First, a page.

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The raw brain dump of a software developer

July Learning Spree

Keeping up with the latest and greatest in web technologies

Jul 31, 2018 ยท 3 min read

Late July post! Better late than later I guess. Wasn't slacking off though. First off, I have a dozen-ish drafts living on my machine, maybe a few more on my workstation that I forgot to move over. Plus I've spent most of my July trying out all sorts of JavaScript weirdness. From tools to libraries, bundlers and more. Here are a few of them.

TypeScript - you don't really know TypeScript

TypeScript not only consumes TypeScript. It also consumes straigh up vanilla JavaScript via the --allowJs compiler option. It comes with basic compilation errors, not as thorough as TypeScript. It's a good alternative if you find Babel too cumbersome, Buble too restrictive, and Sucrase too new and shiny.

In other news, the official UMD definition includes CJS, AMD and global. Most JavaScript tools like Rollup emit a header that exports all three. However, TypeScript's UMD fomat only emits CJS and AMD. It's effectively saying no to globals, yes to modules, and telling you to use a module system regardless of what runtime you're on.

Parcel - the bundler of my dreams

Parcel takes a different approach to bundling, one that takes configuration away from you. Parcel starts of by parsing an index.html for processable assets, effectively making it your app's entry point. Then it compiles discovered assets and serves them. It's the closest thing to the old-school "just put a script and style on an HTML". You can just run Parcel in the background, forget about it, and pretend you're writing directly for the browser.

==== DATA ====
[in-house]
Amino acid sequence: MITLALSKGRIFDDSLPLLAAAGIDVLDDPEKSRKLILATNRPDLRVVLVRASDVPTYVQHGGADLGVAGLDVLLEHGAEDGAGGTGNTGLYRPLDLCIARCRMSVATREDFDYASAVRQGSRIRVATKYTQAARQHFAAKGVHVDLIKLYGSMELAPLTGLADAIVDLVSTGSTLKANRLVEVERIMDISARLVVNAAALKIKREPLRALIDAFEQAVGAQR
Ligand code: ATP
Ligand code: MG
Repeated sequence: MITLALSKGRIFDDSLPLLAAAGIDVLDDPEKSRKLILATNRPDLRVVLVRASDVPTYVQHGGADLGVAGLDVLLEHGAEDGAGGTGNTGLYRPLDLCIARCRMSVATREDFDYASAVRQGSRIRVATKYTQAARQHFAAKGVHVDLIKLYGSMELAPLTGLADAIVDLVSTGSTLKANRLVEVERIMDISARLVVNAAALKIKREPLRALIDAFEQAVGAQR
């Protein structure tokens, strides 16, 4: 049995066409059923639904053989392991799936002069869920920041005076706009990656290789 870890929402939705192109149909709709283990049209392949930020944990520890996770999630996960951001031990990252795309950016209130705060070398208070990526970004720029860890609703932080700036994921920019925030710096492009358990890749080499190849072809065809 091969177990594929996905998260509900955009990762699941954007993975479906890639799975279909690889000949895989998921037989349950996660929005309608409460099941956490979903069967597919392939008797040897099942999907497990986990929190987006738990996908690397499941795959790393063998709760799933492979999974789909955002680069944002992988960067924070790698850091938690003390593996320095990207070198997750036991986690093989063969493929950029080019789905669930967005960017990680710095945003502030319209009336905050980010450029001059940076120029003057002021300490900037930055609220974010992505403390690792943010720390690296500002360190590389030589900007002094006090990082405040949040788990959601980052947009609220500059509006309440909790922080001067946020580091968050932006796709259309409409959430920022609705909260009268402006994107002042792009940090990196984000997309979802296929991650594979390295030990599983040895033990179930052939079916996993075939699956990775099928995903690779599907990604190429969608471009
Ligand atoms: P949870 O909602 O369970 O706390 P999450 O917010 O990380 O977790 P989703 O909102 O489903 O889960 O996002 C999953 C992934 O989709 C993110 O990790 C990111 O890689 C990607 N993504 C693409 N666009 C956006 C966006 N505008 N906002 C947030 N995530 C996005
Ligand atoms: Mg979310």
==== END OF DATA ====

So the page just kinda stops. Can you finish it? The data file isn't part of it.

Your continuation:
Unfortunately, Parcel has a lingering issue with bundling circular dependencies, a valid ES6 feature. Had to ditch Parcel for now since I just happen to work on something that relies on circular dependencies being possible (it's a long story, but it's perfectly valid usage).

Tachyons and BassCSS - never write CSS again!

About a year ago I wrote about contextual vs context-free CSS. In a gist, contextual CSS relies heavily on the surrounding HTML structure and other defined styles while context-free CSS is written in a very atomic, standalone manner that it doesn't care where it ends up in HTML or what other styles may have already been defined or applied.

Enter Tachyons and BassCSS which takes atomically-written CSS to a whole new level. The libraries are fairly small. You simply compose your styles out of pre-defined classes. It pushes away design repeatability to the component system. And the list of benefits goes on. Bottom line, you pop in the library, and you never have to write (structural) CSS ever again. And for what its worth, Bootstrap 4 started adopting this with its utility classes.

Conclusion

One does not find what one does not seek

And if one does not seek, one does not find, and one will become forever enslaved doing service class plumbing for CRUD apps. I hope that scared you enough to get out of your boxes/bushes/shells/whatever you're hiding in. Get out there, build an app that you can be proud of, and keep on learning!

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